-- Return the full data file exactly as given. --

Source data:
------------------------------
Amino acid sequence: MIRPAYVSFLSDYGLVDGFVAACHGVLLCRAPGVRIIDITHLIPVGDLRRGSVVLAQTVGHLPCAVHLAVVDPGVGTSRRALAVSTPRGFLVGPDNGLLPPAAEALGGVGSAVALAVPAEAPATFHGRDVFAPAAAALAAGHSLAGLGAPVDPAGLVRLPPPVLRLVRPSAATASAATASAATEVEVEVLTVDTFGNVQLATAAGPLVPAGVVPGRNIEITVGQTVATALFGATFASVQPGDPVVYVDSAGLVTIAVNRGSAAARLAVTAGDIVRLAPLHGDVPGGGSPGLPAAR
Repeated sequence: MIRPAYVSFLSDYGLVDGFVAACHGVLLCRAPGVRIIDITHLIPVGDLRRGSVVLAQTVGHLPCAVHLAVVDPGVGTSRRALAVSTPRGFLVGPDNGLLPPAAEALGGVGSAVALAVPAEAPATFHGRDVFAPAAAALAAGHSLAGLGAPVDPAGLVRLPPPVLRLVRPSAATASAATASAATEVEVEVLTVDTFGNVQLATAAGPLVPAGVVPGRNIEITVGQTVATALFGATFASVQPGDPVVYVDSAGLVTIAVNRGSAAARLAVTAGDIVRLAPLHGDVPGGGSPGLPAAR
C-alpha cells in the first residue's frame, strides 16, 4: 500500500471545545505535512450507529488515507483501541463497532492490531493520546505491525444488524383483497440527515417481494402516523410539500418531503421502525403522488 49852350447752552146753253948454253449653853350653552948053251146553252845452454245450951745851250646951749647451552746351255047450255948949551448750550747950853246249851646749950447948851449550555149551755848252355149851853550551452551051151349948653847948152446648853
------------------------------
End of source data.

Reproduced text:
Amino acid sequence: MIRPAYVSFLSDYGLVDGFVAACHGVLLCRAPGVRIIDITHLIPVGDLRRGSVVLAQTVGHLPCAVHLAVVDPGVGTSRRALAVSTPRGFLVGPDNGLLPPAAEALGGVGSAVALAVPAEAPATFHGRDVFAPAAAALAAGHSLAGLGAPVDPAGLVRLPPPVLRLVRPSAATASAATASAATEVEVEVLTVDTFGNVQLATAAGPLVPAGVVPGRNIEITVGQTVATALFGATFASVQPGDPVVYVDSAGLVTIAVNRGSAAARLAVTAGDIVRLAPLHGDVPGGGSPGLPAAR
Repeated sequence: MIRPAYVSFLSDYGLVDGFVAACHGVLLCRAPGVRIIDITHLIPVGDLRRGSVVLAQTVGHLPCAVHLAVVDPGVGTSRRALAVSTPRGFLVGPDNGLLPPAAEALGGVGSAVALAVPAEAPATFHGRDVFAPAAAALAAGHSLAGLGAPVDPAGLVRLPPPVLRLVRPSAATASAATASAATEVEVEVLTVDTFGNVQLATAAGPLVPAGVVPGRNIEITVGQTVATALFGATFASVQPGDPVVYVDSAGLVTIAVNRGSAAARLAVTAGDIVRLAPLHGDVPGGGSPGLPAAR
C-alpha cells in the first residue's frame, strides 16, 4: 500500500471545545505535512450507529488515507483501541463497532492490531493520546505491525444488524383483497440527515417481494402516523410539500418531503421502525403522488 49852350447752552146753253948454253449653853350653552948053251146553252845452454245450951745851250646951749647451552746351255047450255948949551448750550747950853246249851646749950447948851449550555149551755848252355149851853550551452551051151349948653847948152446648853